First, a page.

Indicolite blue tourmaline crystal gemstone facet healing metaphysical properties meaning



Blue Tourmaline Origin & Physical Properties

Indicolite Tourmaline is the blue variety of the Elbaite mineral species which belongs to the cyclosilicate tourmaline family. Tourmaline is a group of closely related minerals rather than a single species. Indicolite Tourmaline colors range from a deep indigo blue to neon light blue and bluish green. Often Elbaite crystals form in bicolor crystals  and can be classified as both Indicolite and Verdelite for instance, the green variety of Elbaite. Indicolite was named in 1800 by a prestigious Brazilian mineralogist. It is a combination of the French word ’Indigo’ and the Greek word ‘lithos’, meaning stone.

Indicolite tourmaline forms in igneous and metamorphic rock veins and granite pegmatites. The crystals can be strongly pleochroic, meaning, especially after faceting into a gemstone, they can exhibit different color shades when viewed from different angles and in different lighting conditions. Like all Tourmaline species, Indicolite forms in the trigonal crystal system and usually grow in prismatic crystals, often with a striated texture that runs parallel with the length of the crystal. It is a durable mineral with a hardness of 7.5 Mohs.

High quality Indicolite gemstones with good clarity and rich color are the most expensive variety of Tourmaline. The fabled Paraiba tourmaline variety of Indicolite from Paraiba, Brazil are the most valuable by far. They have a bright neon indigo blue color caused by trace amounts of copper in their atomic structure. Other notable localities for Indicolite Tourmaline are Nigeria, USA (Maine & California), Namibia and Madagascar.

Category Properties

Chemical Composition


Mohs Hardness 




Specific Gravity

3.06 (+.20 -.06)[1]

Refractive Index

1.62 - 1.64



Crystal System



Tranlucent to opaque




Pakistan, Australia, Brazil, Sri Lanka, Africa,USA


Throat (5th), Third eye (6th)





Metaphysical Effects

Commitment to goals, clear blockages, communication, overcoming sadness or grief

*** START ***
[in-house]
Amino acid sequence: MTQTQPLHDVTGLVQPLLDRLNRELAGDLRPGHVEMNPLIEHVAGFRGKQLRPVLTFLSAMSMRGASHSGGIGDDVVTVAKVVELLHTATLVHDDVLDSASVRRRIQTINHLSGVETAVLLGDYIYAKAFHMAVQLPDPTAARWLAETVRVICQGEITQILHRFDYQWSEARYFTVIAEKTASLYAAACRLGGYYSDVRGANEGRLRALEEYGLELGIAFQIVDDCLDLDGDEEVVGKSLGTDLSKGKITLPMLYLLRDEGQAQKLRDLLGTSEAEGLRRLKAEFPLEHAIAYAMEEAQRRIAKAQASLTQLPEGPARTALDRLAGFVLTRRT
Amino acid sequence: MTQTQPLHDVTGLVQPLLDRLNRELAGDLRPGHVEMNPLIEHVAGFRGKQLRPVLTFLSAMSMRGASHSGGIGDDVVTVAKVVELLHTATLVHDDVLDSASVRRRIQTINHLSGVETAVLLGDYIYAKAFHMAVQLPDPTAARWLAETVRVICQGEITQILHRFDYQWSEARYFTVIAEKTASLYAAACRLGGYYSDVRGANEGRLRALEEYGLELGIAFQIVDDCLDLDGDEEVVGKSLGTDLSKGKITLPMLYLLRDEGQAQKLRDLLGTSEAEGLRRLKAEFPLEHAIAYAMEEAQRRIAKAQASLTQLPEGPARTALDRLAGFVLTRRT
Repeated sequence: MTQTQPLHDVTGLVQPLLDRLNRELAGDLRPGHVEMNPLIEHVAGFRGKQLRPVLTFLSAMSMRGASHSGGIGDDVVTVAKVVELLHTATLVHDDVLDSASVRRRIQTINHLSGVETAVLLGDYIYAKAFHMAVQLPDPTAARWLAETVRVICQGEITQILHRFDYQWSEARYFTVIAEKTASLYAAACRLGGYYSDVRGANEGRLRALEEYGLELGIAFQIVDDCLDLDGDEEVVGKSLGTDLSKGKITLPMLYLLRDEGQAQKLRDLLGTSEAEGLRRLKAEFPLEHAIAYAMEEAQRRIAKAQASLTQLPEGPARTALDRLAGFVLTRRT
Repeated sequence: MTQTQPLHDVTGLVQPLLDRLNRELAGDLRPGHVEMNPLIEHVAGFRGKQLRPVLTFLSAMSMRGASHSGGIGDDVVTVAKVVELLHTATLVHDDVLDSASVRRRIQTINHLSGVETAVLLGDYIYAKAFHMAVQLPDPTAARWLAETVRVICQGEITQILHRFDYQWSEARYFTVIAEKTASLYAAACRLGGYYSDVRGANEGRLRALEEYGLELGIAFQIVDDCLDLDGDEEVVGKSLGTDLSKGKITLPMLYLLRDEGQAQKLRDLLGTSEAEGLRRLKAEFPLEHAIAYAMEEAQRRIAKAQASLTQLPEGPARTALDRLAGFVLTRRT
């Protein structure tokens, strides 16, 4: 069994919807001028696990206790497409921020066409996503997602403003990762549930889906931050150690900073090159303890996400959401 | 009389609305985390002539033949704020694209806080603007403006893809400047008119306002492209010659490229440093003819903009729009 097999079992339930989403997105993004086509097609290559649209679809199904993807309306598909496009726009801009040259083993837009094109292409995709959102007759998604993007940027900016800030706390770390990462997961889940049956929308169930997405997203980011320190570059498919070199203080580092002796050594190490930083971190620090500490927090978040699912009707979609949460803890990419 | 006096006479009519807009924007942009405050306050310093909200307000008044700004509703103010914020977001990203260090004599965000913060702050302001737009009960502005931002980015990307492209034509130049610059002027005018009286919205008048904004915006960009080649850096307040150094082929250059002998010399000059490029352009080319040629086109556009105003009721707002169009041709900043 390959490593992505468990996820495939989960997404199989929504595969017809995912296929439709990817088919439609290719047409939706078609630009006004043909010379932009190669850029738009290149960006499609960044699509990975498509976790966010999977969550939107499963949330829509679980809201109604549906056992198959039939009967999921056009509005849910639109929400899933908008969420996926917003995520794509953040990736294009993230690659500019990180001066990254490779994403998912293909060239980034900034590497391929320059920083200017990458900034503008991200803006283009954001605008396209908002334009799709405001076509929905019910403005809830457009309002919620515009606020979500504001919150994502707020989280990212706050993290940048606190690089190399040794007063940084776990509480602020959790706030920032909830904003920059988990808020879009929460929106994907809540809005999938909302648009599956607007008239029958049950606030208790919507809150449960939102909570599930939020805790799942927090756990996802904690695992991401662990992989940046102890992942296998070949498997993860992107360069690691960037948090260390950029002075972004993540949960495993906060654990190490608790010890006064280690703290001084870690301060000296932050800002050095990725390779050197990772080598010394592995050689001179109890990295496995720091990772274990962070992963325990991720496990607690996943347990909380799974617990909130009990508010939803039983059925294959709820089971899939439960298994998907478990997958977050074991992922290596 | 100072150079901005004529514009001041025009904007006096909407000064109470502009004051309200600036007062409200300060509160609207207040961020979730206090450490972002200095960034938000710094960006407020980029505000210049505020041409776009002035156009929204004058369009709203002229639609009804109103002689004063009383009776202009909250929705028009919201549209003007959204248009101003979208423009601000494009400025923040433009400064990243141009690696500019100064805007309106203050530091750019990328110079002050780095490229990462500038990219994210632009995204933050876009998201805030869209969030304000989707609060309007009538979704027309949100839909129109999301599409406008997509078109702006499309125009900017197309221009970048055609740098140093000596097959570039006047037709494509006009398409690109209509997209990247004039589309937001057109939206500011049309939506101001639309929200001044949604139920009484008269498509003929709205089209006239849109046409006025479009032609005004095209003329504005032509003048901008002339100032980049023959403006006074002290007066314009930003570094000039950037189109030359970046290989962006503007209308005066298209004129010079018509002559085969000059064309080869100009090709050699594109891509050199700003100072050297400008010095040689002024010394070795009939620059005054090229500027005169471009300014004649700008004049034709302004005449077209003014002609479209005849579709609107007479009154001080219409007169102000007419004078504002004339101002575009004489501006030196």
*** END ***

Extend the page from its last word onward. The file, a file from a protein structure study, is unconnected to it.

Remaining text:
Blue Tourmaline Healing & Metaphysical Properties

Tourmaline History & Mythology

The family of closely related mineral species called Tourmaline is the most dynamic of all gemstones. From solid black crystals like Schorl, to incredibly transparent crystals, Tourmaline literally forms in every color shade one could imagine. Not only does it dynamically form in every possible color shade, it also often forms in bicolor, tricolor crystals as well in mosaic crystal patterns which are best exhibited after slicing the crystals into cross-section plates.  This dynamic gemstone family has a long legacy throughout many ancient cultures, and because of its myriad of color shades, it has also been confused with other gems in the past. Stunning Green Tourmalines were mistakenly identified as Emerald, Rubellite Pink Tourmalines were thought to be Rubies, and the list goes on. The modern name for the mineral group Tourmaline, comes from the Sinhalese words ‘tura’ and ‘mali’, meaning stone of many colors.

According to the ancient Egyptians Tourmaline passed through a rainbow on its journey from the sun, taking on all the colors of the rainbow before finding its resting place deep within the earth.

For many centuries, the piezoelectric properties of Tourmaline was well recognized. In the 1700’s Dutch sailors were the first tradesmen to bring Tourmalines to Europe’s shores from Sri Lanka and the called the stone ‘Aschetrekker’, meaning ‘ash pullers. The electric polarization within Tourmaline crystals made them a perfect tool to pull the ash from their tobacco pipes when cleaning them. Tourmaline rose to popularity in China, due to the last empress Tzu Hsi love of the stone. She had a huge collection of fine jewelry made with Tourmaline gemstones.

It wasn’t until the late 20th century that Tourmaline began to see a huge rise in popularity within the gem world. New discoveries of Rubellite, Green Tourmaline and Indicolite specimens in Brazil led to a new found obsession with this dynamic gem family. Later, important deposits of Tourmaline were discovered in Namibia, Madagascar and older localities such as those in Maine and California found larger demand in the market place. Today, Tourmaline is incredibly popular and the value of quality gemstones continues to rise.